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Comments 10

  • Avatar for Roto13 #1 Roto13 11 months ago
    Kids shouldn't be playing video games! They should be doing homework! Because you can only do one thing after school because real life is like Persona!
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  • Avatar for SatelliteOfLove #2 SatelliteOfLove 11 months ago
    I will never understand the 80s media's wierd cognitive dissonance about the NES. Arcades didn't die, computer gaming only grew, that few-year gap couldn't have been a MiB mind wipe of everyone over the age of 20 reguarding what games are, and even if they didn't gel with what these were, they certainly could reconcile the two waves of them.
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  • Avatar for SargeSmash #3 SargeSmash 11 months ago
    Boy, John Stossel doesn't look like he's aged much at all. Also, glad to see he gave a positive verdict at the end.

    I might be the obsessed kid still, though... still playing NES after almost 30 years. :D (I did have very strict limits on my play time, to my benefit.)Edited April 2017 by SargeSmash
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  • Avatar for LBD_Nytetrayn #4 LBD_Nytetrayn 11 months ago
    It always fills me with a warm joy to see everyone going nuts over Super Mario 2 and Zelda II..

    But yes, we mustn't ignore the influence on our young minds. Why, I'll never forget the sound thrashing all the kids received a few years earlier for choosing to walk all over their hamburgers instead of eating them.
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  • Avatar for Stepout #5 Stepout 11 months ago
    I wish I still had my hot pink Nike shirt with the blue swoosh. It was bodacious.
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  • Avatar for jay-ban #6 jay-ban 11 months ago
    As a non-American it's always interesting to see the absolute domination Nintendo seems to have had over kids during the 80's and early 90's there.
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  • Avatar for VotesForCows #7 VotesForCows 11 months ago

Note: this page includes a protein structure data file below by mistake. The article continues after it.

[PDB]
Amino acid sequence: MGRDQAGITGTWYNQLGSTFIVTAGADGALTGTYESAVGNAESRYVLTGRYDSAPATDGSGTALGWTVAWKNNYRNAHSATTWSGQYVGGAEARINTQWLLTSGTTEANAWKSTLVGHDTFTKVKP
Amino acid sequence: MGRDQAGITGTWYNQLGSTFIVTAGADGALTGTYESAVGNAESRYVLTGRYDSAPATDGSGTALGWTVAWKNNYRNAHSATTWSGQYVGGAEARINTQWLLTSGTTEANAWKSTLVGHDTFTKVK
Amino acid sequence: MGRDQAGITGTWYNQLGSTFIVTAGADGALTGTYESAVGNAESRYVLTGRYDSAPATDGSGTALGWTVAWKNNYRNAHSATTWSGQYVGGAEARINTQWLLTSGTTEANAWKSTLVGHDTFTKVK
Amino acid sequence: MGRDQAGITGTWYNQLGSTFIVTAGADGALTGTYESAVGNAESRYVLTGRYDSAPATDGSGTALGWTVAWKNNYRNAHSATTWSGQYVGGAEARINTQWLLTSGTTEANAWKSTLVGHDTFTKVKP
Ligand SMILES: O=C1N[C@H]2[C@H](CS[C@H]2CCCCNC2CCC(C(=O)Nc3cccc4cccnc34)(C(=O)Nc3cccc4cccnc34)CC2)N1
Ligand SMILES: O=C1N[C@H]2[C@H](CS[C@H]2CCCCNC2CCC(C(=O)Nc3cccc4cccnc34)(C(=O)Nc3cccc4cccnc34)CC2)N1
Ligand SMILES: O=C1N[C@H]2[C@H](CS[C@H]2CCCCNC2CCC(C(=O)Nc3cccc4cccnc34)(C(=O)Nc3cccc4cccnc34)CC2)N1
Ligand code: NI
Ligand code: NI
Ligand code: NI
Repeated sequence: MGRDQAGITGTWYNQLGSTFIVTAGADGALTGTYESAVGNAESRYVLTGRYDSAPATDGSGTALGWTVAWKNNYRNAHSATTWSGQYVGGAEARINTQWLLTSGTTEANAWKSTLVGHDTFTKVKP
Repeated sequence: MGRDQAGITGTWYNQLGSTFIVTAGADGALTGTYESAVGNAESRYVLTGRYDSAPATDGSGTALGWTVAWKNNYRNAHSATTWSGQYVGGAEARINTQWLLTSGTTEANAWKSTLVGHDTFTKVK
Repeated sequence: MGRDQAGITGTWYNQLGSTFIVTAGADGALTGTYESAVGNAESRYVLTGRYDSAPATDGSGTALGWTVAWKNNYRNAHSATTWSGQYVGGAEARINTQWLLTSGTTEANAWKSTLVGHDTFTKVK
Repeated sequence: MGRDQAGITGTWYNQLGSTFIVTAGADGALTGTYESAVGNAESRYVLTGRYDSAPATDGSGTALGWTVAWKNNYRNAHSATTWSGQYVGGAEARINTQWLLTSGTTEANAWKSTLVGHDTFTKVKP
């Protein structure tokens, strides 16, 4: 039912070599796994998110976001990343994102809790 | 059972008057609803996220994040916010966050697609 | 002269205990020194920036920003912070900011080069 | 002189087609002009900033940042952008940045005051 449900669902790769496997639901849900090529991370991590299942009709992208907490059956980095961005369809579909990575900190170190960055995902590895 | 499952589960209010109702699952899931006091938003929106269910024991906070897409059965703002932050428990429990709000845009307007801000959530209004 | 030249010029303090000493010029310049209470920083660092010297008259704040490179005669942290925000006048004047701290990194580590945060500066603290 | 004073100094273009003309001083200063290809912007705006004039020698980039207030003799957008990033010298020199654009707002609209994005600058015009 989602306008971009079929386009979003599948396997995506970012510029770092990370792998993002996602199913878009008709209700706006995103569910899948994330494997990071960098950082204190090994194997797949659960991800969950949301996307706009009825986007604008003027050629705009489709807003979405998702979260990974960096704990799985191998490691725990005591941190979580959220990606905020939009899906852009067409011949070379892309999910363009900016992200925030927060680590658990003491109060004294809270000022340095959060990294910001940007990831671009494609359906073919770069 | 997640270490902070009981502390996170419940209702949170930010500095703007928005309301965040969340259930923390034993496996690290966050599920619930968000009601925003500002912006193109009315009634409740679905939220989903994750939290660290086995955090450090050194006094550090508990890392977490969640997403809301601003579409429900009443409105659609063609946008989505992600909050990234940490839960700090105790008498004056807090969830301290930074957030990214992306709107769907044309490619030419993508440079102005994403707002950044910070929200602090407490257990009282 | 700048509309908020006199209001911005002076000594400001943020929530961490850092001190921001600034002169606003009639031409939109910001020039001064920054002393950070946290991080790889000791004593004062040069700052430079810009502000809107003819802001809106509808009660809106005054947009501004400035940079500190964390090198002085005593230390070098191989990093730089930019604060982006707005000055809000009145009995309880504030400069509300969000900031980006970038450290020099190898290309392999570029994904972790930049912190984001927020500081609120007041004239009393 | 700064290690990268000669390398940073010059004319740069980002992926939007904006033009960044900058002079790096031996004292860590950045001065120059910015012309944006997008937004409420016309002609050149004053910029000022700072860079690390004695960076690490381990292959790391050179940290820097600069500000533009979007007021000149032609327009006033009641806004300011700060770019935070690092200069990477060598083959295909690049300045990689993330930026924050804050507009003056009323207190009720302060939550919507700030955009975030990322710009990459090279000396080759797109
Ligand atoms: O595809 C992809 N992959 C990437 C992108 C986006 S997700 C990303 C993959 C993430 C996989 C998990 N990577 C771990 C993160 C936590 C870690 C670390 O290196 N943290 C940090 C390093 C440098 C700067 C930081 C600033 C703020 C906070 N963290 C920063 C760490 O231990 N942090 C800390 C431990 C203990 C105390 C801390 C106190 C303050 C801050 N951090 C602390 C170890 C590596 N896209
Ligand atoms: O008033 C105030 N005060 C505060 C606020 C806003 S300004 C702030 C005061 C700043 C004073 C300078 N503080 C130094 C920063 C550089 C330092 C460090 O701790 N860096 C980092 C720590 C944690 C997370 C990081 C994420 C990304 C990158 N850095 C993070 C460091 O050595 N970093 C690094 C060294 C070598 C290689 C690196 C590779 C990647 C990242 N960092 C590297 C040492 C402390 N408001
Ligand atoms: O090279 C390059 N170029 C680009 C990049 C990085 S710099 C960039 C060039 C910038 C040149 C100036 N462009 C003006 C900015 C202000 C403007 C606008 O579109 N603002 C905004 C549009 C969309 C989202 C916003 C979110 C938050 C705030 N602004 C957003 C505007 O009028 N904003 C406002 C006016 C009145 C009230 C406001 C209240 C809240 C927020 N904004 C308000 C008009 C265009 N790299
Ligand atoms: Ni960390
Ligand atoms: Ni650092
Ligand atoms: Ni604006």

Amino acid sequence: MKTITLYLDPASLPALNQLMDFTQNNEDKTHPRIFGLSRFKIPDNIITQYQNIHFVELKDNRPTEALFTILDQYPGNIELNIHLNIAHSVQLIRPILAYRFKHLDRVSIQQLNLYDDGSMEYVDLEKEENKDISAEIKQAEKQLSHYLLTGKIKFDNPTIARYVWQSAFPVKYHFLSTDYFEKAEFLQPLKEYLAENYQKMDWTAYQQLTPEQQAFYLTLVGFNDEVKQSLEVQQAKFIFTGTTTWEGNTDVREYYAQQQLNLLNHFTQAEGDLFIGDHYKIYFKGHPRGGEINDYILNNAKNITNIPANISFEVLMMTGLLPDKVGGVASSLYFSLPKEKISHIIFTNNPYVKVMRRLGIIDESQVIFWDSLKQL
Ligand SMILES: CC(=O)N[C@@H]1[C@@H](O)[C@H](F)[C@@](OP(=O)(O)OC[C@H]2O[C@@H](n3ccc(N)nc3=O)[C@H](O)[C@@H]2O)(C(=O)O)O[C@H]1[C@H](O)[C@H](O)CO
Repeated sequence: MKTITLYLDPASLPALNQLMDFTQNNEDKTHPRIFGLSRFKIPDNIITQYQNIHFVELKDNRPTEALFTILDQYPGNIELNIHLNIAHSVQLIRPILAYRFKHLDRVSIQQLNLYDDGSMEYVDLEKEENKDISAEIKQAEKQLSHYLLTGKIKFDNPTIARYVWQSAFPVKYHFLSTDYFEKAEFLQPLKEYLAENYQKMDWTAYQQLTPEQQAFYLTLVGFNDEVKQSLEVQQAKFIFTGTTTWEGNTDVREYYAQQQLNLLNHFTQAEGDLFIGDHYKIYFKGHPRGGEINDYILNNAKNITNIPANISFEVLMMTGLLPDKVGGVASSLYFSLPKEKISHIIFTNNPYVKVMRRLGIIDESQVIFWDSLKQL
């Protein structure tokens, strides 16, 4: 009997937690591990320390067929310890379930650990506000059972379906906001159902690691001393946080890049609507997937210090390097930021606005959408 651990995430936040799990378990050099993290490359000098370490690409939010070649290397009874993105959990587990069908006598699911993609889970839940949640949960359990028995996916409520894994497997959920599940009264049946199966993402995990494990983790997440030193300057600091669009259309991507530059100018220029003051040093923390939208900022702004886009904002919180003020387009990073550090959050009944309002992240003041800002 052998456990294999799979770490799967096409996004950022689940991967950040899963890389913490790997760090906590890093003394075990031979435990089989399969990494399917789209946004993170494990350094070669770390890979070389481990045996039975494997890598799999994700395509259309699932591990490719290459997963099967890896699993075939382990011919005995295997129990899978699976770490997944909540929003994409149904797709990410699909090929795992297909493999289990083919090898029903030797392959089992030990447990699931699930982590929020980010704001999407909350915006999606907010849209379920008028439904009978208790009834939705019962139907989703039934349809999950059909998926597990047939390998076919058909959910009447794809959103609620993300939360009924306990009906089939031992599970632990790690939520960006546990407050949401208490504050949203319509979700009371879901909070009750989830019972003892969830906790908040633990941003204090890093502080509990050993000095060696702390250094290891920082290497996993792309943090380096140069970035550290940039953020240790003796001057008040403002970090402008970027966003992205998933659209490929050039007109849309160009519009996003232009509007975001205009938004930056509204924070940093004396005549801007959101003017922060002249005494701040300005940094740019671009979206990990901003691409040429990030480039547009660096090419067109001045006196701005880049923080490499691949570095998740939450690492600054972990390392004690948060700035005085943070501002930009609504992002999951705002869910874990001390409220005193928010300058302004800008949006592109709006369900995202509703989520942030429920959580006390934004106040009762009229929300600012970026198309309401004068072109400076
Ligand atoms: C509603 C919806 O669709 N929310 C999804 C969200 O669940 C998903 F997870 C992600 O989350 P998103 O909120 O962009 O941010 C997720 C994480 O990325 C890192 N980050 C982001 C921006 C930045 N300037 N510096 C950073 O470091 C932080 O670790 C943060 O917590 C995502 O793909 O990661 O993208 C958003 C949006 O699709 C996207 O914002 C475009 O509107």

@Stepout You don't see many bodacious things these days, do you?

    @jay-ban Agreed - at that time in Ireland we were all on PCs, Spectrums or (more commonly) nothing.Edited April 2017 by VotesForCows
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  • Avatar for Mooglepies #8 Mooglepies 11 months ago
    @SatelliteOfLove In fairness, Nintendo aggressively targeted kids (and kids specifically) in a way that I'm not sure Atari and co were doing before the crash.

    Nintendo's best move (even if it was their only one) was positioning the NES as a toy when they moved in on the US. At the same time though, that aggressive targeting invites the kind of questions raised by the TV programme, as any single product geared towards kids becomes a kind of public interest issue.

    The toy image was something that I think didn't help Nintendo here in the UK (and I think in wider Europe, but I'm less sighted on that) because we were more used to our computers being a little more serious, even when lots of people only used them to play games. I'm pretty sure it wasn't until the SNES/Megadrive days when games consoles firmly took root in the UK at least.
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  • Avatar for SatelliteOfLove #9 SatelliteOfLove 11 months ago

    Good points, but maybe the old "Japan Takin' Over Errthang!" fear from the same era is the missing piece, too.

    Still, the cognitive dissonance was so strong though, as if Gen 3 was the first video game rodeo for those people.Edited April 2017 by SatelliteOfLove
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  • Avatar for Sturat #10 Sturat 11 months ago
    I've seen this video before and I never get sick of the part at 4:40 when the kid who was intentionally left out of frame shouts his way into the scene.